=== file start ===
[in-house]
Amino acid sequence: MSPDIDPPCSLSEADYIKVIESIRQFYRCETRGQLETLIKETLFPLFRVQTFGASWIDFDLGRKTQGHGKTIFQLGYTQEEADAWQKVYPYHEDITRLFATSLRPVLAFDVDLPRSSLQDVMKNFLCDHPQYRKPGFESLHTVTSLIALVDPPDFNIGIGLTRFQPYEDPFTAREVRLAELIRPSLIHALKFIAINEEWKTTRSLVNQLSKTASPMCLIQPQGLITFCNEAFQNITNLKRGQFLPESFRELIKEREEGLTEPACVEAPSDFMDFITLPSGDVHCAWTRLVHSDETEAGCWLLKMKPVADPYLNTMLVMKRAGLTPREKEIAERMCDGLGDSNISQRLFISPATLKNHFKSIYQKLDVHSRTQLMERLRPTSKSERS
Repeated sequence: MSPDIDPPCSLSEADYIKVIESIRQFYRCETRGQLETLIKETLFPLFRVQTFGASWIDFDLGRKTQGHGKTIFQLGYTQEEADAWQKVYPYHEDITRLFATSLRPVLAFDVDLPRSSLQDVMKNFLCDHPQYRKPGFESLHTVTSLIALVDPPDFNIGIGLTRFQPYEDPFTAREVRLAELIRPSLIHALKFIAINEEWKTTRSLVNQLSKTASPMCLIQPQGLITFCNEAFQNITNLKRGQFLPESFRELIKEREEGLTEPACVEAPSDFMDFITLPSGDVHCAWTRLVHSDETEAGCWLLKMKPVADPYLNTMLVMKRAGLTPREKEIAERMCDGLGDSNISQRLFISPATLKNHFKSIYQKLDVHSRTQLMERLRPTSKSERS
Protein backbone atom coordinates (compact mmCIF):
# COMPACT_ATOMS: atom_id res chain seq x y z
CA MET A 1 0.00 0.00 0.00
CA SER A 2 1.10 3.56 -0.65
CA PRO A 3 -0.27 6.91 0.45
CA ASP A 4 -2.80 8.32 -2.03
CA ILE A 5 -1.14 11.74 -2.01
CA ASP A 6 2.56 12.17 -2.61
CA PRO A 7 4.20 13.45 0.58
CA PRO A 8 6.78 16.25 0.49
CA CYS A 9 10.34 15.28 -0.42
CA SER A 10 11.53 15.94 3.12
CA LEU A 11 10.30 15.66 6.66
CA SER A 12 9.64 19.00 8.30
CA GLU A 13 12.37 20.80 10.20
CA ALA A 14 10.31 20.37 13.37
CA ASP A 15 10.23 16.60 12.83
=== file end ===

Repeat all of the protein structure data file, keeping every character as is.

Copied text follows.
[in-house]
Amino acid sequence: MSPDIDPPCSLSEADYIKVIESIRQFYRCETRGQLETLIKETLFPLFRVQTFGASWIDFDLGRKTQGHGKTIFQLGYTQEEADAWQKVYPYHEDITRLFATSLRPVLAFDVDLPRSSLQDVMKNFLCDHPQYRKPGFESLHTVTSLIALVDPPDFNIGIGLTRFQPYEDPFTAREVRLAELIRPSLIHALKFIAINEEWKTTRSLVNQLSKTASPMCLIQPQGLITFCNEAFQNITNLKRGQFLPESFRELIKEREEGLTEPACVEAPSDFMDFITLPSGDVHCAWTRLVHSDETEAGCWLLKMKPVADPYLNTMLVMKRAGLTPREKEIAERMCDGLGDSNISQRLFISPATLKNHFKSIYQKLDVHSRTQLMERLRPTSKSERS
Repeated sequence: MSPDIDPPCSLSEADYIKVIESIRQFYRCETRGQLETLIKETLFPLFRVQTFGASWIDFDLGRKTQGHGKTIFQLGYTQEEADAWQKVYPYHEDITRLFATSLRPVLAFDVDLPRSSLQDVMKNFLCDHPQYRKPGFESLHTVTSLIALVDPPDFNIGIGLTRFQPYEDPFTAREVRLAELIRPSLIHALKFIAINEEWKTTRSLVNQLSKTASPMCLIQPQGLITFCNEAFQNITNLKRGQFLPESFRELIKEREEGLTEPACVEAPSDFMDFITLPSGDVHCAWTRLVHSDETEAGCWLLKMKPVADPYLNTMLVMKRAGLTPREKEIAERMCDGLGDSNISQRLFISPATLKNHFKSIYQKLDVHSRTQLMERLRPTSKSERS
Protein backbone atom coordinates (compact mmCIF):
# COMPACT_ATOMS: atom_id res chain seq x y z
CA MET A 1 0.00 0.00 0.00
CA SER A 2 1.10 3.56 -0.65
CA PRO A 3 -0.27 6.91 0.45
CA ASP A 4 -2.80 8.32 -2.03
CA ILE A 5 -1.14 11.74 -2.01
CA ASP A 6 2.56 12.17 -2.61
CA PRO A 7 4.20 13.45 0.58
CA PRO A 8 6.78 16.25 0.49
CA CYS A 9 10.34 15.28 -0.42
CA SER A 10 11.53 15.94 3.12
CA LEU A 11 10.30 15.66 6.66
CA SER A 12 9.64 19.00 8.30
CA GLU A 13 12.37 20.80 10.20
CA ALA A 14 10.31 20.37 13.37
CA ASP A 15 10.23 16.60 12.83